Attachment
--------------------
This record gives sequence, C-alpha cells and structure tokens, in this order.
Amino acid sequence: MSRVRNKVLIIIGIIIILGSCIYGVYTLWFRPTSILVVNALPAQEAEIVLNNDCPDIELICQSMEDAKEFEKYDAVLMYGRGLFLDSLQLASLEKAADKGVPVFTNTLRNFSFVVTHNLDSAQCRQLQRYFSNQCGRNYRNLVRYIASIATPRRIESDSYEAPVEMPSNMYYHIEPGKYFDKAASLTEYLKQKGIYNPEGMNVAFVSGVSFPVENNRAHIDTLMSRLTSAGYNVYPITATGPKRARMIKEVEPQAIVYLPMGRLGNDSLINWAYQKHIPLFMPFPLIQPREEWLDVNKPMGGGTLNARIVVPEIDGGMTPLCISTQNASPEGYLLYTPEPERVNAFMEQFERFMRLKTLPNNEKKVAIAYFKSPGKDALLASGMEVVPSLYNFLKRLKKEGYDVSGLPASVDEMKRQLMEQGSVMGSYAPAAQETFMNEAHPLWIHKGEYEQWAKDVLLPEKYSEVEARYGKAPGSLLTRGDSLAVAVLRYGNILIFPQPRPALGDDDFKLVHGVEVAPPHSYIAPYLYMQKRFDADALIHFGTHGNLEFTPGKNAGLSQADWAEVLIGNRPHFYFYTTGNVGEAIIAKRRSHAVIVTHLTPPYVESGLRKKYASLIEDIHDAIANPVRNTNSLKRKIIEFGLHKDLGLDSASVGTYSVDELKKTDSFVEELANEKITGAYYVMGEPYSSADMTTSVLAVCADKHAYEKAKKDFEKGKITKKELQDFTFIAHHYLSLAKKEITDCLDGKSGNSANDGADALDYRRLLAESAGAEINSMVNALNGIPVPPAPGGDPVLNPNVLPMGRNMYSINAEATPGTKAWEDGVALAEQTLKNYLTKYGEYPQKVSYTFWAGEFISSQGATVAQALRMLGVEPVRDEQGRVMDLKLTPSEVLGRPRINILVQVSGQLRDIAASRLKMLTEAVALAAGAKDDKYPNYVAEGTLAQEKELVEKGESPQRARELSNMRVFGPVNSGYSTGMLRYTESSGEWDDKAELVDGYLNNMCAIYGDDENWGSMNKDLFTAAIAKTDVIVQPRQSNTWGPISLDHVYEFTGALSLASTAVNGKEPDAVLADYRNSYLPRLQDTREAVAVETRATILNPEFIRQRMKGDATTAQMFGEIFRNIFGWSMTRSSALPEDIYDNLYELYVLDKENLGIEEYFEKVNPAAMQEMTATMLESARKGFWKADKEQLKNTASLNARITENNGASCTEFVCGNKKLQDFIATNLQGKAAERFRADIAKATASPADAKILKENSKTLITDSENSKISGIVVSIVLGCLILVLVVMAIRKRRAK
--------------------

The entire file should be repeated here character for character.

This record gives sequence, C-alpha cells and structure tokens, in this order.
Amino acid sequence: MSRVRNKVLIIIGIIIILGSCIYGVYTLWFRPTSILVVNALPAQEAEIVLNNDCPDIELICQSMEDAKEFEKYDAVLMYGRGLFLDSLQLASLEKAADKGVPVFTNTLRNFSFVVTHNLDSAQCRQLQRYFSNQCGRNYRNLVRYIASIATPRRIESDSYEAPVEMPSNMYYHIEPGKYFDKAASLTEYLKQKGIYNPEGMNVAFVSGVSFPVENNRAHIDTLMSRLTSAGYNVYPITATGPKRARMIKEVEPQAIVYLPMGRLGNDSLINWAYQKHIPLFMPFPLIQPREEWLDVNKPMGGGTLNARIVVPEIDGGMTPLCISTQNASPEGYLLYTPEPERVNAFMEQFERFMRLKTLPNNEKKVAIAYFKSPGKDALLASGMEVVPSLYNFLKRLKKEGYDVSGLPASVDEMKRQLMEQGSVMGSYAPAAQETFMNEAHPLWIHKGEYEQWAKDVLLPEKYSEVEARYGKAPGSLLTRGDSLAVAVLRYGNILIFPQPRPALGDDDFKLVHGVEVAPPHSYIAPYLYMQKRFDADALIHFGTHGNLEFTPGKNAGLSQADWAEVLIGNRPHFYFYTTGNVGEAIIAKRRSHAVIVTHLTPPYVESGLRKKYASLIEDIHDAIANPVRNTNSLKRKIIEFGLHKDLGLDSASVGTYSVDELKKTDSFVEELANEKITGAYYVMGEPYSSADMTTSVLAVCADKHAYEKAKKDFEKGKITKKELQDFTFIAHHYLSLAKKEITDCLDGKSGNSANDGADALDYRRLLAESAGAEINSMVNALNGIPVPPAPGGDPVLNPNVLPMGRNMYSINAEATPGTKAWEDGVALAEQTLKNYLTKYGEYPQKVSYTFWAGEFISSQGATVAQALRMLGVEPVRDEQGRVMDLKLTPSEVLGRPRINILVQVSGQLRDIAASRLKMLTEAVALAAGAKDDKYPNYVAEGTLAQEKELVEKGESPQRARELSNMRVFGPVNSGYSTGMLRYTESSGEWDDKAELVDGYLNNMCAIYGDDENWGSMNKDLFTAAIAKTDVIVQPRQSNTWGPISLDHVYEFTGALSLASTAVNGKEPDAVLADYRNSYLPRLQDTREAVAVETRATILNPEFIRQRMKGDATTAQMFGEIFRNIFGWSMTRSSALPEDIYDNLYELYVLDKENLGIEEYFEKVNPAAMQEMTATMLESARKGFWKADKEQLKNTASLNARITENNGASCTEFVCGNKKLQDFIATNLQGKAAERFRADIAKATASPADAKILKENSKTLITDSENSKISGIVVSIVLGCLILVLVVMAIRKRRAK